This I believe: life should never, ever be taken too seriously. When I tell this to people, especially adults, I am almost always greeted with the same exasperated look, as if to say, “Great, another punk kid.” And even this amuses me, because people don’t understand. I tell people not to take life too seriously and I become a different person to them. Usually it’s the equivalent of the happy-go-lucky farm boy soldier who is inevitable killed in the middle of the movie. People think I always have a smile on my face. People are wrong.
I can show plenty of other emotions. Being 17 years old, angst, depression and apathy have been with me like an economy sized bottles of mustard: I obtained them years ago and they’re still only seem half empty no matter how many times I use them. But with this plethora of teenage anxiety comes an element of youthful tranquility; I can look at my life at any moment in time and find humor in the situation. Maybe I’m immature. But I’m also living proof that laughter is indeed the best medicine.
Depression is crippling. If you need the commercials for Zoloft to tell you this, then I envy you. Supposedly most teenagers will go through some form of depression or another, but very few will have it linger for four years of high school. It was never a big catastrophic loss that brought me down, but it was all the little things that added up. It was death by 1000 tiny missed assignments; the awkward conversation that broke the camel’s back. I was desperate. I was losing friends and my grades were slipping. What could I do?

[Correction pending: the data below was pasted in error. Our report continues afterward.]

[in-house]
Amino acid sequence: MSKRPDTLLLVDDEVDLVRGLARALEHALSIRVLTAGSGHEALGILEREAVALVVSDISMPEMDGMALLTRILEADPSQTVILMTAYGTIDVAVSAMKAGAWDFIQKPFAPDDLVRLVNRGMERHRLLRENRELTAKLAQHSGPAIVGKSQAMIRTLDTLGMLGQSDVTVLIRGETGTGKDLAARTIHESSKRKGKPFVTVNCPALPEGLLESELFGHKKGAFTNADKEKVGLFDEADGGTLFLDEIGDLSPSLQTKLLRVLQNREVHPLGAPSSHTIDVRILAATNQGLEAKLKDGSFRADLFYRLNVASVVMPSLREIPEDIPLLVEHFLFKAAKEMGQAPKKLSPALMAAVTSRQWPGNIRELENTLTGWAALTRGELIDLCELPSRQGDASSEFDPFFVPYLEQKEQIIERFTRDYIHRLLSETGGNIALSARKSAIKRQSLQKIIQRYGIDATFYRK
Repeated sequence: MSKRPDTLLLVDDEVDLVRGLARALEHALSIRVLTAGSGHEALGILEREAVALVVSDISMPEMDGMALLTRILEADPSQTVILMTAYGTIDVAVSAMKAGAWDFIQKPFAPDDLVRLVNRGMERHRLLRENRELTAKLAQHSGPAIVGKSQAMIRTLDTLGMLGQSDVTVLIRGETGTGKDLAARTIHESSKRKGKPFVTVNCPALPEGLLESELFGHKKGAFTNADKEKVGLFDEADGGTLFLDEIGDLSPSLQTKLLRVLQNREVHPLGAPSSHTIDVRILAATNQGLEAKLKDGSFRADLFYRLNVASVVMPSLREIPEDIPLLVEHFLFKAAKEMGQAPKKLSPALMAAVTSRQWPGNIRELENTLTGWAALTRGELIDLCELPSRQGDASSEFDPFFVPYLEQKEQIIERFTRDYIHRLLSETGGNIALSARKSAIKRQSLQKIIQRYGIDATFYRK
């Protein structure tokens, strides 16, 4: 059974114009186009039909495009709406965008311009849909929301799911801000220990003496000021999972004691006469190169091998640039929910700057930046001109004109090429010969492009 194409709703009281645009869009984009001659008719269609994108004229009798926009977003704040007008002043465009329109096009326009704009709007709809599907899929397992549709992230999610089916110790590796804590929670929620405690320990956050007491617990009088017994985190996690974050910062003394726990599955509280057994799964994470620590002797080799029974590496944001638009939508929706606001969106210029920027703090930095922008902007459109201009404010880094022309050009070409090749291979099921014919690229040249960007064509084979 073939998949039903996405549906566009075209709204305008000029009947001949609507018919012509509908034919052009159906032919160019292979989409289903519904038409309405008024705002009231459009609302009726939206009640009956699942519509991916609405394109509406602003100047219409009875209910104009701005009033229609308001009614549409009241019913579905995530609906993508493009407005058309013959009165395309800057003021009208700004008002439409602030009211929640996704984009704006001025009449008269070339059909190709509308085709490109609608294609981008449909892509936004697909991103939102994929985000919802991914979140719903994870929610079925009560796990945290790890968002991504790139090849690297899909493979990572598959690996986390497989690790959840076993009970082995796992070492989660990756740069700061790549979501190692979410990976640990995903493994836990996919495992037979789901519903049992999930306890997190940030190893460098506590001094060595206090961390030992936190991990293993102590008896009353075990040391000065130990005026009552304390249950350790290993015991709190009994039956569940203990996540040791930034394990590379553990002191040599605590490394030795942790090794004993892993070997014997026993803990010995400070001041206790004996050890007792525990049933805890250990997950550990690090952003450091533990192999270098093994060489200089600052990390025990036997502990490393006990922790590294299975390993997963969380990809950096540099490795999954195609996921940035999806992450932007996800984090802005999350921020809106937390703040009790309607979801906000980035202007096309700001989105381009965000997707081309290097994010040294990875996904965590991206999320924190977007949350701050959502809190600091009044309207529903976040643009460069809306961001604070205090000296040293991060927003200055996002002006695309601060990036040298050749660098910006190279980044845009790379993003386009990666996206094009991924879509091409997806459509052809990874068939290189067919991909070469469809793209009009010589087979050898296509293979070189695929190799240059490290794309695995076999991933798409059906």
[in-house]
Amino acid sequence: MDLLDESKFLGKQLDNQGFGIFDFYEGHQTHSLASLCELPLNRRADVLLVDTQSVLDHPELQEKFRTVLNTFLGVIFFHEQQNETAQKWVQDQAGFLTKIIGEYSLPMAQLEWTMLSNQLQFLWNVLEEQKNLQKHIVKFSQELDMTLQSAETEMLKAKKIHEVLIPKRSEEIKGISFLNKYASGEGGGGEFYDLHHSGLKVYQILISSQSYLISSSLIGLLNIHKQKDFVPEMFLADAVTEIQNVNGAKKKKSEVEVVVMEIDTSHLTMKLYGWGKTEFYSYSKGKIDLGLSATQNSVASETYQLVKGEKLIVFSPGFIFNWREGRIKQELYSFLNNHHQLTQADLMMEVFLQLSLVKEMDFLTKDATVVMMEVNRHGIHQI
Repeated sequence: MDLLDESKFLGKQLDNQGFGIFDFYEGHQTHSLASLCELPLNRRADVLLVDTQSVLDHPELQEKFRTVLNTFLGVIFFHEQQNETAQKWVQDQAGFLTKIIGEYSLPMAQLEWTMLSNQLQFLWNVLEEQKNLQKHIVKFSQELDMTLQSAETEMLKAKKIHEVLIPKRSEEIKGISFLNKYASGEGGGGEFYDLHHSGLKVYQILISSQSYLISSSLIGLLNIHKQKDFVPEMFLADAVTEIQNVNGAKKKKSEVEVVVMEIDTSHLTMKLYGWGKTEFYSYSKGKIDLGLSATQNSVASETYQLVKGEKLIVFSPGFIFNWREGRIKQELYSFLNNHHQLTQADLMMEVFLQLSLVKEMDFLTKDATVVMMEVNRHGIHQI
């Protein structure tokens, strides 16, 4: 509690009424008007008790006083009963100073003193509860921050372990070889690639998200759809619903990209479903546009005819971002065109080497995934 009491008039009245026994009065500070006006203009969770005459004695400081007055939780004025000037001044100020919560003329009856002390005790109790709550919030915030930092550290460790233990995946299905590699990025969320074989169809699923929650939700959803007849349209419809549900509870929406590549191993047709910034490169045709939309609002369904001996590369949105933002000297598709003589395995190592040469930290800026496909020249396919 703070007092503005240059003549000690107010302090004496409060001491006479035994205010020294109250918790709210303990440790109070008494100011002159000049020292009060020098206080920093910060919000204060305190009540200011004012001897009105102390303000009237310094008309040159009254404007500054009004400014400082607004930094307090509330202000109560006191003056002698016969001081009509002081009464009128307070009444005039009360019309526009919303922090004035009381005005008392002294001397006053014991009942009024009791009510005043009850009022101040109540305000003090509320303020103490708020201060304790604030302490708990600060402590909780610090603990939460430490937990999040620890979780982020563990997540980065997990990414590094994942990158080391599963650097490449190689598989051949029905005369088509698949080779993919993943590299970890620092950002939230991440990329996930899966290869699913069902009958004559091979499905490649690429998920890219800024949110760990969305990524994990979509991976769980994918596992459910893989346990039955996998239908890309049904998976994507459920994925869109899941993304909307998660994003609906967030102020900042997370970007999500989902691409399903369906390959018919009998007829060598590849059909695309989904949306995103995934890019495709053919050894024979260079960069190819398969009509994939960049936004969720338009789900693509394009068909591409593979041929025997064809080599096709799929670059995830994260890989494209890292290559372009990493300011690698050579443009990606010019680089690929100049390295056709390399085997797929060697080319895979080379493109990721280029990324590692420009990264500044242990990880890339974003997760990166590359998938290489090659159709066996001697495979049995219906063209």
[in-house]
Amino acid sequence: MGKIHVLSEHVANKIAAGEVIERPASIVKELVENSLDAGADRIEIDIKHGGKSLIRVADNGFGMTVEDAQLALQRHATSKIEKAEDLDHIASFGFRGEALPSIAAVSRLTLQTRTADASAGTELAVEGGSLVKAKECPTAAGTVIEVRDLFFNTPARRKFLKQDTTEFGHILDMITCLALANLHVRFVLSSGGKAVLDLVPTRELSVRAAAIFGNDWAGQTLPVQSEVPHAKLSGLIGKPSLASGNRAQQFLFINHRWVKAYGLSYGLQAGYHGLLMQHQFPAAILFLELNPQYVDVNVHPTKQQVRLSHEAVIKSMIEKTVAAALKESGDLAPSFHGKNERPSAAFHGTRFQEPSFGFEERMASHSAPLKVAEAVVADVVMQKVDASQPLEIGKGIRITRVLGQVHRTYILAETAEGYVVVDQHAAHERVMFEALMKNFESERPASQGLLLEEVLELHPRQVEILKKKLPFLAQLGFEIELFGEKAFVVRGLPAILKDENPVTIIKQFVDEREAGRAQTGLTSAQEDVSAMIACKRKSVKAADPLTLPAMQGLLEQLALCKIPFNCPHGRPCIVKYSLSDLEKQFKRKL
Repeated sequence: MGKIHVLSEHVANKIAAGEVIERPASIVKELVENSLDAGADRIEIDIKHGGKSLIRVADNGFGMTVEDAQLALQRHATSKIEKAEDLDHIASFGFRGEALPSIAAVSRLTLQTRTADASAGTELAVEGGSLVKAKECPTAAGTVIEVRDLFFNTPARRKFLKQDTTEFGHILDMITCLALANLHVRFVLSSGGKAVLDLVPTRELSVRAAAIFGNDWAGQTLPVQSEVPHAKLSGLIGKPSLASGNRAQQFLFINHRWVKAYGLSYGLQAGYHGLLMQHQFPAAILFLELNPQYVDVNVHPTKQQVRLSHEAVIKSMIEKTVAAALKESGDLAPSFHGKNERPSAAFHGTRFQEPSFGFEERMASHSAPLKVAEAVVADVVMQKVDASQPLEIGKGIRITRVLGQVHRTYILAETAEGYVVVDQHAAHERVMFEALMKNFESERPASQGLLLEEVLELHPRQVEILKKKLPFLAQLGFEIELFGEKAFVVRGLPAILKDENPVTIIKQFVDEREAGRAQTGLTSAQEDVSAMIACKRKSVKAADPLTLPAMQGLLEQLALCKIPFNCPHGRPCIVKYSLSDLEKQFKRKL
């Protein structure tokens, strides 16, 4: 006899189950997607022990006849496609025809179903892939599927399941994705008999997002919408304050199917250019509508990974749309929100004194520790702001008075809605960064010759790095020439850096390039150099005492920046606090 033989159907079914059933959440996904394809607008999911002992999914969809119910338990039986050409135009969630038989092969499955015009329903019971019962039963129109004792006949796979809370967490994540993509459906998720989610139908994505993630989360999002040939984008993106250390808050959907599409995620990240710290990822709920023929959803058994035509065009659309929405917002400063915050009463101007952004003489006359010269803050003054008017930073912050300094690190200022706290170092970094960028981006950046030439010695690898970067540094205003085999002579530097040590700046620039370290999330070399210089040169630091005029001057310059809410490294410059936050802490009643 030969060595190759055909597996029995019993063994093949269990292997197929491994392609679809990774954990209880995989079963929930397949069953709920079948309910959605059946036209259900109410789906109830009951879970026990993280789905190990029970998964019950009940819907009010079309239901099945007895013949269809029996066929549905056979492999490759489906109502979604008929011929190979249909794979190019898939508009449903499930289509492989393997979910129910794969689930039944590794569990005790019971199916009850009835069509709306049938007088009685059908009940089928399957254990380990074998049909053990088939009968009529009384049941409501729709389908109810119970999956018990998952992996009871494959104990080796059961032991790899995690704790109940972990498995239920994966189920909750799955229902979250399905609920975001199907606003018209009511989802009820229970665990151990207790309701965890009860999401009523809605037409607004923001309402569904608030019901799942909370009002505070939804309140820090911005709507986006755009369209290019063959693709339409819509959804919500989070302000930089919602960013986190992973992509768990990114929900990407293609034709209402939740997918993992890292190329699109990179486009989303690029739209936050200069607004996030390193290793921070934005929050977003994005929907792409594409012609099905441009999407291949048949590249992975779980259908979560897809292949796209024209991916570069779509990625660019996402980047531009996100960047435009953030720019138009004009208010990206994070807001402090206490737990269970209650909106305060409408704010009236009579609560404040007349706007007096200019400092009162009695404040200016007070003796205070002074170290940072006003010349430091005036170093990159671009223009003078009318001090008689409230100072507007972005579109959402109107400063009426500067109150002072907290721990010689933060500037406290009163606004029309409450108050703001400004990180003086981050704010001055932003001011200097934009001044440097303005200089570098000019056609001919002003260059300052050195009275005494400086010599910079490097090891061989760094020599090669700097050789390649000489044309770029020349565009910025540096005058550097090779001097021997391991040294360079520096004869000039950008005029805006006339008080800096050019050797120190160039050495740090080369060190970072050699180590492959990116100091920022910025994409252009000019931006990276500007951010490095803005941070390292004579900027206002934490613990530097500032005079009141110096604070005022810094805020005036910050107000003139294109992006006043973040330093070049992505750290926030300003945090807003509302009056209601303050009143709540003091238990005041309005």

I can’t explain why I started laughing. It happened rather suddenly on a random spring evening. While studying for a chemistry test, I put down my notebook and started thinking. I reviewed my situation, and for some reason, everything just seemed funny. It was downright hilarious! Someone with my potential and my close group of friends was depressed. I was one of the most blessed and lucky individuals in the whole world and I was stressing over grades in a high school elective course. How could I, the kid who thinks he stands out in a crowd, be brought down to this level by such a stereotypical teenage complaint as having problems with a girl? It just seemed funny.
In learning to laugh at myself, I soon learned to laugh at my problems too. Don’t get me wrong, I understand that certain issues are quite pressing and serious, but why worry when there’s nothing you can do? Find the humor first and only then can you go about deciding what to do.
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